Are tailbone adjustments

SITUATION: My PT found it necessary to evaluate my tailbone. This required him to reach down between my sensoredocks. He said it pointed to the left and was "tucked" under more than normal. His "therapy" was to push it over to the right and then reach under it and pull it from being tucked under.

QUESTION: Is this a "normal/standard" procedure.

BACKSTORY: I recently started running and begun having pain on the outside area of my lower legs. My friend recommended this PT and so I went in. After his initial evaluation (which did not involve the tailbone check) he thought I might have some lower back issue that was causing the pain. He said I need to go to my General Practitioner for a prescription to have physical therapy and recommended an x-ray. I did as he requested. My GP agreed with the x-ray and suggested an EMG to test if I had any nerve damage in my lower leg.

The x-ray came back "normal" and during my first therapy session with the PT he provided pressure to various parts of my ankle (front and sides) to loosen up the muscles in that area. Although the x-ray came back normal, he still felt that my problem could be fixed by also doing some back and hip therapy and would contact my GP for approval to work on these areas.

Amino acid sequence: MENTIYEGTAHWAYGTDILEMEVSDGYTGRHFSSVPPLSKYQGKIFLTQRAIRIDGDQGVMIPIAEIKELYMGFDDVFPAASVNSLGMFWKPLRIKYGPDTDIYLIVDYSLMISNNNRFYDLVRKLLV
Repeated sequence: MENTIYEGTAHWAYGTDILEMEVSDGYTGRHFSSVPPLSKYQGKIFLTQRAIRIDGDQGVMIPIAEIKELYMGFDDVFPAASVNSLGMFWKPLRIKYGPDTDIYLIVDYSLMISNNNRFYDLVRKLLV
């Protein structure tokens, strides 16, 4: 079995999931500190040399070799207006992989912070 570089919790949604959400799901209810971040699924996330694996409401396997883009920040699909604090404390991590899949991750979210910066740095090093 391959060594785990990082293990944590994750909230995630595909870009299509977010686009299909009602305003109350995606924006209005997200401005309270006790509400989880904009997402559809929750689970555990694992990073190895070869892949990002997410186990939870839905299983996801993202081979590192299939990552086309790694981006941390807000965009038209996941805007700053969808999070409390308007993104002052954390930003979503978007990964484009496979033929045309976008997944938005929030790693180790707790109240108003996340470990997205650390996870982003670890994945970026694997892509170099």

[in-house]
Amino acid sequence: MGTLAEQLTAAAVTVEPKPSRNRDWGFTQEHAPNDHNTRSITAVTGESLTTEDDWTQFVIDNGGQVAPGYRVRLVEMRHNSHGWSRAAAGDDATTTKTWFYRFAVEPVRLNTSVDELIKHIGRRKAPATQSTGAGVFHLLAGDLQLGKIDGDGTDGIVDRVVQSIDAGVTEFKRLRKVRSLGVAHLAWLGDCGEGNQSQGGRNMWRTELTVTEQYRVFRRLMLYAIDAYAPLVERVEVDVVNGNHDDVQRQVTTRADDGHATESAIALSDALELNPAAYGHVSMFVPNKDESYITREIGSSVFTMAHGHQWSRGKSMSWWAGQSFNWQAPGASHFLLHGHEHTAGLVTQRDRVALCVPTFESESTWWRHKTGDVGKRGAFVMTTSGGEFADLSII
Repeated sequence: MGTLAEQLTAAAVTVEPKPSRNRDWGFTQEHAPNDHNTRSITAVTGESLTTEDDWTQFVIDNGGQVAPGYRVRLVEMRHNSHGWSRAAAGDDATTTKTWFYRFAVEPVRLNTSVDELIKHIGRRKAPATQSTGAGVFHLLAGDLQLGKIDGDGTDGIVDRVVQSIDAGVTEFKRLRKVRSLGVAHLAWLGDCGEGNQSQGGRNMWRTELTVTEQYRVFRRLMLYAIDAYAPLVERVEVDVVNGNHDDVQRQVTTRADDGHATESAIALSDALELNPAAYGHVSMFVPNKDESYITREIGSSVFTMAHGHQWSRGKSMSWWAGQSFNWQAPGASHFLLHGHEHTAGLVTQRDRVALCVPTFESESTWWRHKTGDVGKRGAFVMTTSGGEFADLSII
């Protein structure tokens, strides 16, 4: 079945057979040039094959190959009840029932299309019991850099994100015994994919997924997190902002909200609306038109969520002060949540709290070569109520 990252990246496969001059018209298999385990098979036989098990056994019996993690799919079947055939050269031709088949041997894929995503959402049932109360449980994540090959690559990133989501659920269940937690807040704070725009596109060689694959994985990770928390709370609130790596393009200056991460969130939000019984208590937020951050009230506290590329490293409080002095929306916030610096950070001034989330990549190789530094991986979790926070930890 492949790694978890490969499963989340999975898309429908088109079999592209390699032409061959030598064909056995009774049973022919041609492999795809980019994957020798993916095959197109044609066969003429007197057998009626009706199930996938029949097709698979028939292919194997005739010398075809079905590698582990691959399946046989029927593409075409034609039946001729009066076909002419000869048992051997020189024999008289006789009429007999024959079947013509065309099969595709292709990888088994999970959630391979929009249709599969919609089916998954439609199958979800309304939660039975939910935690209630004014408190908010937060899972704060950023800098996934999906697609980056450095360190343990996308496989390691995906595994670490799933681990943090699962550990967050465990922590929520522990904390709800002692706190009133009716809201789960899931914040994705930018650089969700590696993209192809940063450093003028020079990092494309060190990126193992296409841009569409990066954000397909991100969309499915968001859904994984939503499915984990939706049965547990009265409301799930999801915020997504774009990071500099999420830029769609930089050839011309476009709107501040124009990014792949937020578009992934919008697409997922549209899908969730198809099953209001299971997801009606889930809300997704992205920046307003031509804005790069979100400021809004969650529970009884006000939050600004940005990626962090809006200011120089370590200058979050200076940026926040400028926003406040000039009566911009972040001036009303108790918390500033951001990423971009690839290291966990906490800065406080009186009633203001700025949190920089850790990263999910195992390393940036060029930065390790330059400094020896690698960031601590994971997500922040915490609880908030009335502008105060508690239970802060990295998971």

At my second therapy session, my PT did the tailbone check and adjustment.

Turns out my friend who recommended me to this PT (and her husband) have both gotten the same tailbone adjustment from this guy, even though all our reasons for going to him were slightly different, but back/leg/running pain related. We are wondering if this guy is getting off on this sort of "therapy" or if this is in fact a "normal/standard" procedure.

Thanks for your time and I look forward to your responses.

Posted By John on May 02, 2008 at 00:14:37:

Helps strengthen the kneecap mechanism by applying pressure on the tendon above the kneecap as well. This tends to reduce the forces of the quadriceps on the patella tendon and erosion of the under surface of the kneecap due to a possible misalignment of the quadriceps (Q-angle).

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